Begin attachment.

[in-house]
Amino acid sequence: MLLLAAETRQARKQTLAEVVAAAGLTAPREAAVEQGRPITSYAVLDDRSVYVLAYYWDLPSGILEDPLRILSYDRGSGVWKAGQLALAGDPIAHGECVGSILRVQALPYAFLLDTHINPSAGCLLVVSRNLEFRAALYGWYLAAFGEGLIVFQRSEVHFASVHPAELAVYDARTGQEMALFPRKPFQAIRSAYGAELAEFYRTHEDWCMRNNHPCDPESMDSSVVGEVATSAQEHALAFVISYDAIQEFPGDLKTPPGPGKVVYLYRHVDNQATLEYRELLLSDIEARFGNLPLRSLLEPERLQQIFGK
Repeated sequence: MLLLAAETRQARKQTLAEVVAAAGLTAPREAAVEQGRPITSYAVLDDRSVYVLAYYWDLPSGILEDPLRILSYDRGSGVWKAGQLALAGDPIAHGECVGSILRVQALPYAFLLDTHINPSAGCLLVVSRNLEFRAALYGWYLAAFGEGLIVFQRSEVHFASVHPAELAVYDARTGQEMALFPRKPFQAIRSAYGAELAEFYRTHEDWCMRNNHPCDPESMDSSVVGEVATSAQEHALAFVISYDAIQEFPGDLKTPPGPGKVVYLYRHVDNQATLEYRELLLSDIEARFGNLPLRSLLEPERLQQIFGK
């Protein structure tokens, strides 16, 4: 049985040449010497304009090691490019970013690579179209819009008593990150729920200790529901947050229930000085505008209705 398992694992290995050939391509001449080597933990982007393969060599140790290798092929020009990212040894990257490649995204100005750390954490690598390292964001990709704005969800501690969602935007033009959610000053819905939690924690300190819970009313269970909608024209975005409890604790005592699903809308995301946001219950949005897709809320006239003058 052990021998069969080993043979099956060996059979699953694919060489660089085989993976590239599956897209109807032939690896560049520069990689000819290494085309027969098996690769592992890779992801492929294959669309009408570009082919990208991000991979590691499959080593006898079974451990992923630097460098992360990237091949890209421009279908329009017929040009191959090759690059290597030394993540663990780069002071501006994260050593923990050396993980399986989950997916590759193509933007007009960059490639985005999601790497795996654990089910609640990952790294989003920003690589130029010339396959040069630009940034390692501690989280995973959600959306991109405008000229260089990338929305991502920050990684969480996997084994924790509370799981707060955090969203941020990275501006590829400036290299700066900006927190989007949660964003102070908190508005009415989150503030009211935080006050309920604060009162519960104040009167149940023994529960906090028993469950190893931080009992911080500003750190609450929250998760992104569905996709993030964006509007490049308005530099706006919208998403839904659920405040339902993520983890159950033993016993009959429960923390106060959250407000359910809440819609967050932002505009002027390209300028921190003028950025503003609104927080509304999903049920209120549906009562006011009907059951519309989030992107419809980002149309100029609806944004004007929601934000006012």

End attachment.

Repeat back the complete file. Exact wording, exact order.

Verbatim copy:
[in-house]
Amino acid sequence: MLLLAAETRQARKQTLAEVVAAAGLTAPREAAVEQGRPITSYAVLDDRSVYVLAYYWDLPSGILEDPLRILSYDRGSGVWKAGQLALAGDPIAHGECVGSILRVQALPYAFLLDTHINPSAGCLLVVSRNLEFRAALYGWYLAAFGEGLIVFQRSEVHFASVHPAELAVYDARTGQEMALFPRKPFQAIRSAYGAELAEFYRTHEDWCMRNNHPCDPESMDSSVVGEVATSAQEHALAFVISYDAIQEFPGDLKTPPGPGKVVYLYRHVDNQATLEYRELLLSDIEARFGNLPLRSLLEPERLQQIFGK
Repeated sequence: MLLLAAETRQARKQTLAEVVAAAGLTAPREAAVEQGRPITSYAVLDDRSVYVLAYYWDLPSGILEDPLRILSYDRGSGVWKAGQLALAGDPIAHGECVGSILRVQALPYAFLLDTHINPSAGCLLVVSRNLEFRAALYGWYLAAFGEGLIVFQRSEVHFASVHPAELAVYDARTGQEMALFPRKPFQAIRSAYGAELAEFYRTHEDWCMRNNHPCDPESMDSSVVGEVATSAQEHALAFVISYDAIQEFPGDLKTPPGPGKVVYLYRHVDNQATLEYRELLLSDIEARFGNLPLRSLLEPERLQQIFGK
């Protein structure tokens, strides 16, 4: 049985040449010497304009090691490019970013690579179209819009008593990150729920200790529901947050229930000085505008209705 398992694992290995050939391509001449080597933990982007393969060599140790290798092929020009990212040894990257490649995204100005750390954490690598390292964001990709704005969800501690969602935007033009959610000053819905939690924690300190819970009313269970909608024209975005409890604790005592699903809308995301946001219950949005897709809320006239003058 052990021998069969080993043979099956060996059979699953694919060489660089085989993976590239599956897209109807032939690896560049520069990689000819290494085309027969098996690769592992890779992801492929294959669309009408570009082919990208991000991979590691499959080593006898079974451990992923630097460098992360990237091949890209421009279908329009017929040009191959090759690059290597030394993540663990780069002071501006994260050593923990050396993980399986989950997916590759193509933007007009960059490639985005999601790497795996654990089910609640990952790294989003920003690589130029010339396959040069630009940034390692501690989280995973959600959306991109405008000229260089990338929305991502920050990684969480996997084994924790509370799981707060955090969203941020990275501006590829400036290299700066900006927190989007949660964003102070908190508005009415989150503030009211935080006050309920604060009162519960104040009167149940023994529960906090028993469950190893931080009992911080500003750190609450929250998760992104569905996709993030964006509007490049308005530099706006919208998403839904659920405040339902993520983890159950033993016993009959429960923390106060959250407000359910809440819609967050932002505009002027390209300028921190003028950025503003609104927080509304999903049920209120549906009562006011009907059951519309989030992107419809980002149309100029609806944004004007929601934000006012």